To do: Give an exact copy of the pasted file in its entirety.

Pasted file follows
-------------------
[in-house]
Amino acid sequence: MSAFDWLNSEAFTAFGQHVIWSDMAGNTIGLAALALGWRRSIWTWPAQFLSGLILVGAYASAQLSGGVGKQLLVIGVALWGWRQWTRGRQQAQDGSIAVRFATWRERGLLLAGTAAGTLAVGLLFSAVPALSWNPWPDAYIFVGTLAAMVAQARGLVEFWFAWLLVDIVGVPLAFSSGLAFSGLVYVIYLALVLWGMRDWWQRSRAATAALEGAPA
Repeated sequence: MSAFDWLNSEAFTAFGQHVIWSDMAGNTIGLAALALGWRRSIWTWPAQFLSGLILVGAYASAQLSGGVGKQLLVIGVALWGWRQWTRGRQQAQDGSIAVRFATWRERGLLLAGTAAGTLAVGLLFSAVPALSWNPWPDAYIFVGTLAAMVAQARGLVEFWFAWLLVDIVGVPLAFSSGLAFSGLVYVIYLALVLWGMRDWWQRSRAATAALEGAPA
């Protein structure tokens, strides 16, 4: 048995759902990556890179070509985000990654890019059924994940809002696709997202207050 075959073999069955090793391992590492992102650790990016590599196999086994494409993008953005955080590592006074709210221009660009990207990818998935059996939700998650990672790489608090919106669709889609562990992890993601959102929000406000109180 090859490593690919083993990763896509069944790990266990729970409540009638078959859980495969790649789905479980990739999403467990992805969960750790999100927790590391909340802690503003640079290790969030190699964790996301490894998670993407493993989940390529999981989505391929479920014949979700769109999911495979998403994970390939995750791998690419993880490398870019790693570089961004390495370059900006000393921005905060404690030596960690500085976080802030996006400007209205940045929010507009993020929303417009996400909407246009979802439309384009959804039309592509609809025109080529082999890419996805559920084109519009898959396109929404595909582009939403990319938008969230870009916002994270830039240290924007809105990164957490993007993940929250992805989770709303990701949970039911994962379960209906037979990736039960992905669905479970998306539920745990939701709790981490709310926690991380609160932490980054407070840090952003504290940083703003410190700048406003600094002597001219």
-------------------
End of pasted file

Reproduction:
[in-house]
Amino acid sequence: MSAFDWLNSEAFTAFGQHVIWSDMAGNTIGLAALALGWRRSIWTWPAQFLSGLILVGAYASAQLSGGVGKQLLVIGVALWGWRQWTRGRQQAQDGSIAVRFATWRERGLLLAGTAAGTLAVGLLFSAVPALSWNPWPDAYIFVGTLAAMVAQARGLVEFWFAWLLVDIVGVPLAFSSGLAFSGLVYVIYLALVLWGMRDWWQRSRAATAALEGAPA
Repeated sequence: MSAFDWLNSEAFTAFGQHVIWSDMAGNTIGLAALALGWRRSIWTWPAQFLSGLILVGAYASAQLSGGVGKQLLVIGVALWGWRQWTRGRQQAQDGSIAVRFATWRERGLLLAGTAAGTLAVGLLFSAVPALSWNPWPDAYIFVGTLAAMVAQARGLVEFWFAWLLVDIVGVPLAFSSGLAFSGLVYVIYLALVLWGMRDWWQRSRAATAALEGAPA
């Protein structure tokens, strides 16, 4: 048995759902990556890179070509985000990654890019059924994940809002696709997202207050 075959073999069955090793391992590492992102650790990016590599196999086994494409993008953005955080590592006074709210221009660009990207990818998935059996939700998650990672790489608090919106669709889609562990992890993601959102929000406000109180 090859490593690919083993990763896509069944790990266990729970409540009638078959859980495969790649789905479980990739999403467990992805969960750790999100927790590391909340802690503003640079290790969030190699964790996301490894998670993407493993989940390529999981989505391929479920014949979700769109999911495979998403994970390939995750791998690419993880490398870019790693570089961004390495370059900006000393921005905060404690030596960690500085976080802030996006400007209205940045929010507009993020929303417009996400909407246009979802439309384009959804039309592509609809025109080529082999890419996805559920084109519009898959396109929404595909582009939403990319938008969230870009916002994270830039240290924007809105990164957490993007993940929250992805989770709303990701949970039911994962379960209906037979990736039960992905669905479970998306539920745990939701709790981490709310926690991380609160932490980054407070840090952003504290940083703003410190700048406003600094002597001219």